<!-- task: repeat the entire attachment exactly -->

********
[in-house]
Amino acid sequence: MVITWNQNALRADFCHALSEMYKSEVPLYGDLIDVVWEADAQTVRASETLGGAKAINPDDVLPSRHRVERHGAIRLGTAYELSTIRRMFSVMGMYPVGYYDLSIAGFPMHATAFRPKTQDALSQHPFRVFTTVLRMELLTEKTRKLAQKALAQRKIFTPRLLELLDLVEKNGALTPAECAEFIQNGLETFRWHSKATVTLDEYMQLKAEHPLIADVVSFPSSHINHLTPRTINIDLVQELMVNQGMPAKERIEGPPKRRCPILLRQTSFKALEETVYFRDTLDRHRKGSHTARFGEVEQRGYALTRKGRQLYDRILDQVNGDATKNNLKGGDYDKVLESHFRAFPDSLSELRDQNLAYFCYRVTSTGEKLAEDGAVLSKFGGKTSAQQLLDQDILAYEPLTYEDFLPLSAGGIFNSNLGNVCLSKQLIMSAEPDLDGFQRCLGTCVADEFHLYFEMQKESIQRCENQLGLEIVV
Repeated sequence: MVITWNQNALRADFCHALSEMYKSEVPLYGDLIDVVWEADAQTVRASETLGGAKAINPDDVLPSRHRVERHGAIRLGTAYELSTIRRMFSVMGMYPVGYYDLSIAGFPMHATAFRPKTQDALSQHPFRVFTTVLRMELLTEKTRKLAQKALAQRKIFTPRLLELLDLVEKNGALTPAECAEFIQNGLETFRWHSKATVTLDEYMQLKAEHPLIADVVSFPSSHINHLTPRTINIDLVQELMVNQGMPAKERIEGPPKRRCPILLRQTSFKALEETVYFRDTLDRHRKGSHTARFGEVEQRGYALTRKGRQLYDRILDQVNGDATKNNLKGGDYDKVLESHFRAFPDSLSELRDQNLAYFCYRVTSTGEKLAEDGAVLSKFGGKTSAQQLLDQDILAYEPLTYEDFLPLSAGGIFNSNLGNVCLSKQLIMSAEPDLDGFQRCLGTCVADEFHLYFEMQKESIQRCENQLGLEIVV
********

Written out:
[in-house]
Amino acid sequence: MVITWNQNALRADFCHALSEMYKSEVPLYGDLIDVVWEADAQTVRASETLGGAKAINPDDVLPSRHRVERHGAIRLGTAYELSTIRRMFSVMGMYPVGYYDLSIAGFPMHATAFRPKTQDALSQHPFRVFTTVLRMELLTEKTRKLAQKALAQRKIFTPRLLELLDLVEKNGALTPAECAEFIQNGLETFRWHSKATVTLDEYMQLKAEHPLIADVVSFPSSHINHLTPRTINIDLVQELMVNQGMPAKERIEGPPKRRCPILLRQTSFKALEETVYFRDTLDRHRKGSHTARFGEVEQRGYALTRKGRQLYDRILDQVNGDATKNNLKGGDYDKVLESHFRAFPDSLSELRDQNLAYFCYRVTSTGEKLAEDGAVLSKFGGKTSAQQLLDQDILAYEPLTYEDFLPLSAGGIFNSNLGNVCLSKQLIMSAEPDLDGFQRCLGTCVADEFHLYFEMQKESIQRCENQLGLEIVV
Repeated sequence: MVITWNQNALRADFCHALSEMYKSEVPLYGDLIDVVWEADAQTVRASETLGGAKAINPDDVLPSRHRVERHGAIRLGTAYELSTIRRMFSVMGMYPVGYYDLSIAGFPMHATAFRPKTQDALSQHPFRVFTTVLRMELLTEKTRKLAQKALAQRKIFTPRLLELLDLVEKNGALTPAECAEFIQNGLETFRWHSKATVTLDEYMQLKAEHPLIADVVSFPSSHINHLTPRTINIDLVQELMVNQGMPAKERIEGPPKRRCPILLRQTSFKALEETVYFRDTLDRHRKGSHTARFGEVEQRGYALTRKGRQLYDRILDQVNGDATKNNLKGGDYDKVLESHFRAFPDSLSELRDQNLAYFCYRVTSTGEKLAEDGAVLSKFGGKTSAQQLLDQDILAYEPLTYEDFLPLSAGGIFNSNLGNVCLSKQLIMSAEPDLDGFQRCLGTCVADEFHLYFEMQKESIQRCENQLGLEIVV